The written submissions
13.On 28/2/2023 directions were taken and parties agreed to canvass the Notice of Motion and Preliminary Objection together by way of written submissions.
14.The firm of Kangethe Waitere & Co. Advocates filed submissions dated 7/3/2023 on behalf of the Petitioner.
15.Opposing the Preliminary Objection the Petitioner argued that indeed the Petition raises Constitutional issues for this Court to determine. That the Respondent’s move to cancel the two title deeds issued in 1989 amounts to condemning the Petitioner unheard contrary to Articles 47 & 50 of the Constitution of Kenya. Moreover, the Petitioner’s proprietary rights under Article 40 of the Constitution of Kenya have also been violated.
16.That whilst the subject matters in the instant Petition and Kikuyu case are similar, the pleaded issues are very distinct. The Petition has set out with precision the violated Constitutional rights as stated in the case of Anarita Karimi Njeru v The Republic [1976-1980] KLR 1272.
17.Supporting the Motion, it was submitted that the Petitioner has satisfied the conditions for grant of conservatory orders as laid down in the case of Law Society of Kenya v Office of the Attorney General & Another; Judicial Service Commission (Interested Party)  eKLR. That this Court has discretionary power to stay proceedings in the Kikuyu case. That the prayers in this Petition should it succeed, would render the Kikuyu suit nugatory.
18.The Interested Party through the firm of Wamae & Allen Advocates filed submissions dated 8/3/2022 (sic). Both the Preliminary Objection and Notice of Motion were argued together by drawing three issues for determination to wit; whether the Petition and Application are fatally defective; whether the Petition meets the requisite threshold and whether the Petition is sub judice.
19.The first issue was answered in the affirmative. That the Petitioner has disguised a land dispute into a Constitutional Petition flying in the face of the case of CNM Vs WMG  eKLR that abhorred parties from converting every issue into a Constitutional question. That adequate remedies are provided for in Sections 79 & 80 Land Registration Act that the Petitioner would have pursued in light of the doctrine of exhaustion.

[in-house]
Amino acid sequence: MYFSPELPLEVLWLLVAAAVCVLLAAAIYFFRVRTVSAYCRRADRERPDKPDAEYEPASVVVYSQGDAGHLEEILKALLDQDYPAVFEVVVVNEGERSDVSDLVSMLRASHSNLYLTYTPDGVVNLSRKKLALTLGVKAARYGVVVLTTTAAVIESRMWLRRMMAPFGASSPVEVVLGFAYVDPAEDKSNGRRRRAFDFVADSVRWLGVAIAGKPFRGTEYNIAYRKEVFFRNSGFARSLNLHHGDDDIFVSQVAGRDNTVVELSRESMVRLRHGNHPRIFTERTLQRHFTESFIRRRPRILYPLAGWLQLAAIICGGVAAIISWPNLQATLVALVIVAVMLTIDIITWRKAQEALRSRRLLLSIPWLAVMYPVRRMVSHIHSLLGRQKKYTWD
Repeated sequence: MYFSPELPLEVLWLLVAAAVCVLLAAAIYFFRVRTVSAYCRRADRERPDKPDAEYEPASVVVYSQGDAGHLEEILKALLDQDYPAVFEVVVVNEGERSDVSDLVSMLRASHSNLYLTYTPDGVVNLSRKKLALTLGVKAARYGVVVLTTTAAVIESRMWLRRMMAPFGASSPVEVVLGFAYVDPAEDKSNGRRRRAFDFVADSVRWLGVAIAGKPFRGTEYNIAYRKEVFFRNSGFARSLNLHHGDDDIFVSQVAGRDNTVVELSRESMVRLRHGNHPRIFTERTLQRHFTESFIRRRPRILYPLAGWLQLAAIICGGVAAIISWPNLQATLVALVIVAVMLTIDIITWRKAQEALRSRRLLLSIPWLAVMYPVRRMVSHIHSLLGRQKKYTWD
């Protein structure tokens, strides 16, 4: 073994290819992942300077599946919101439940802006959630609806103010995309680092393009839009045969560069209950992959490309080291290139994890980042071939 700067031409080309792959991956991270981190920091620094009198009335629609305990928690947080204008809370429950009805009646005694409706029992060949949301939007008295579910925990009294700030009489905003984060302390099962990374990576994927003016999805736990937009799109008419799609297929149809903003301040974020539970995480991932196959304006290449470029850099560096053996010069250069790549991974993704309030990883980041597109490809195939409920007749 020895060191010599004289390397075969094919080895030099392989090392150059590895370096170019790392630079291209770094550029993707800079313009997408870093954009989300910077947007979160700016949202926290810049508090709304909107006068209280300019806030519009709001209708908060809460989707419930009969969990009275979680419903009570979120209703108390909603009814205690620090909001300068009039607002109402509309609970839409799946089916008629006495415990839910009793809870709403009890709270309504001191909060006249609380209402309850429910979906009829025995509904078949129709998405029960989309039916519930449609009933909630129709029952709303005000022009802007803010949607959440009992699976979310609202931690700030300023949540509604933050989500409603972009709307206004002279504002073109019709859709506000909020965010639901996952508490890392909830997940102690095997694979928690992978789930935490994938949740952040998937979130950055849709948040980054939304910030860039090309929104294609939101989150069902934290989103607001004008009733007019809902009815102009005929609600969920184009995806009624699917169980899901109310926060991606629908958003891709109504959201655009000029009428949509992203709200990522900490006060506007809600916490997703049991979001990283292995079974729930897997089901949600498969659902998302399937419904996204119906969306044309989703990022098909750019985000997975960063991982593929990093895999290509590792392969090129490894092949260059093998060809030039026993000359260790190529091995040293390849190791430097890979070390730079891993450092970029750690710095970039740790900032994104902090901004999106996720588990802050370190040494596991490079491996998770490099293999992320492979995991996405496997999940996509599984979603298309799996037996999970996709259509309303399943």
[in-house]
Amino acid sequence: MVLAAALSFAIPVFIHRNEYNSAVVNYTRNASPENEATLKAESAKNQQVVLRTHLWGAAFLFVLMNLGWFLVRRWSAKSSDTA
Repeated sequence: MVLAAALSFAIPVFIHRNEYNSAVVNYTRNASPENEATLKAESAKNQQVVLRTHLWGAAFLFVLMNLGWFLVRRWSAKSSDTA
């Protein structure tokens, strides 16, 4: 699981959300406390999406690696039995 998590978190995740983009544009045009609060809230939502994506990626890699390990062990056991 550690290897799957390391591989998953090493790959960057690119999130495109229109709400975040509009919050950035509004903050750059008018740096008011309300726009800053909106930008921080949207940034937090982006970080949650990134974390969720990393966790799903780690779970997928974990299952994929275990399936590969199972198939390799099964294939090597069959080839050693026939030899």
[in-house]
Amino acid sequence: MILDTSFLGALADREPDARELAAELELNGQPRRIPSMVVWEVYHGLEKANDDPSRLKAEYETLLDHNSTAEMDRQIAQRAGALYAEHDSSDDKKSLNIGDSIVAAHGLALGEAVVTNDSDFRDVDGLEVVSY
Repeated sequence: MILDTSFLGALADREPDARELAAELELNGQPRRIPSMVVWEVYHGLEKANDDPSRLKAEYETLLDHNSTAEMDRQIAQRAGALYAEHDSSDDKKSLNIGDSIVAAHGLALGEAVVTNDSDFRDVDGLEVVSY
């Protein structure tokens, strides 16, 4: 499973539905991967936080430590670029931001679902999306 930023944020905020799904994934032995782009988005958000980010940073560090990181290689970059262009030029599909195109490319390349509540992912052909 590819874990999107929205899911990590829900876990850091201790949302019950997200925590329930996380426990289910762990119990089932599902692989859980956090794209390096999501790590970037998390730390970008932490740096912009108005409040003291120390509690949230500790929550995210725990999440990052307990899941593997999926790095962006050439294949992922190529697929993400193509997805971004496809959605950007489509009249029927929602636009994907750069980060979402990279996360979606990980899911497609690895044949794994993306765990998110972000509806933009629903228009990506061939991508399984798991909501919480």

20.Regarding the Constitutionality threshold of the Petition, the Interested Party was emphatic that the Petition fails the standard set out in the Anarita case supra and as such ought to be dismissed in limine.
21.Last but not least the Interested Party argued that the Petition is sub judice by virtue of the Kikuyu case thus offending Section 6 of the Civil Procedure Act. He urged the Court to uphold the Preliminary Objection and dismiss Application and Petition with costs.
The Preliminary Objection
23.Appreciating the nature of a Preliminary Objection, that, if successful it can dispose of the entire suit; the Preliminary Objection shall be considered first. If it succeeds there shall be no necessity to determine the Application but in the converse the Application shall be determined.
24.The parameters of consideration of a Preliminary Objection are now well settled. A Preliminary Objection must only raise issues of law. The principles that the Court is enjoined to apply in determining the merits or otherwise of the Preliminary Objection were set out by the Court of Appeal in the case of Mukisa Biscuit Manufacturing Co. Ltd v West End Distributors Ltd  EA 696. At page 700 Law JA stated:
25.At page 701 Sir Charles Newbold, P added:
26.For a Preliminary Objection to succeed the following tests ought to be satisfied: Firstly, it should raise a pure point of law; secondly, it is argued on the assumption that all the facts pleaded by the other side are correct; and finally, it cannot be raised if any fact has to be ascertained or if what is sought is the exercise of judicial discretion. A valid Preliminary Objection should, if successful, dispose of the suit.